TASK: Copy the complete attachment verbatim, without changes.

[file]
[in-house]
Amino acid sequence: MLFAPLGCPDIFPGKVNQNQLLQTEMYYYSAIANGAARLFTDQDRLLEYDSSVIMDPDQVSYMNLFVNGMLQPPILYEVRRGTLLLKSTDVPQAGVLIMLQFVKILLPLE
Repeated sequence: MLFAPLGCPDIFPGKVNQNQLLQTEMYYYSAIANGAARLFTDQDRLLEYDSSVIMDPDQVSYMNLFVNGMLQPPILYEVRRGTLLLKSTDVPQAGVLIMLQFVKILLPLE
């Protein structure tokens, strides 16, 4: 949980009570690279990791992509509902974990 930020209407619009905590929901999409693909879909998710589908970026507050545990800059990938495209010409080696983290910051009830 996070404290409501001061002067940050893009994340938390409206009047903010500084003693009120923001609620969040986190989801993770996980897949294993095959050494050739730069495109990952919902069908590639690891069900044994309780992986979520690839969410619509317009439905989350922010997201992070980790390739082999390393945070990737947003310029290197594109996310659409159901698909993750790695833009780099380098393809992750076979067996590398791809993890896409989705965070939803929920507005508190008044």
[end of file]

[in-house]
Amino acid sequence: MLFAPLGCPDIFPGKVNQNQLLQTEMYYYSAIANGAARLFTDQDRLLEYDSSVIMDPDQVSYMNLFVNGMLQPPILYEVRRGTLLLKSTDVPQAGVLIMLQFVKILLPLE
Repeated sequence: MLFAPLGCPDIFPGKVNQNQLLQTEMYYYSAIANGAARLFTDQDRLLEYDSSVIMDPDQVSYMNLFVNGMLQPPILYEVRRGTLLLKSTDVPQAGVLIMLQFVKILLPLE
């Protein structure tokens, strides 16, 4: 949980009570690279990791992509509902974990 930020209407619009905590929901999409693909879909998710589908970026507050545990800059990938495209010409080696983290910051009830 996070404290409501001061002067940050893009994340938390409206009047903010500084003693009120923001609620969040986190989801993770996980897949294993095959050494050739730069495109990952919902069908590639690891069900044994309780992986979520690839969410619509317009439905989350922010997201992070980790390739082999390393945070990737947003310029290197594109996310659409159901698909993750790695833009780099380098393809992750076979067996590398791809993890896409989705965070939803929920507005508190008044």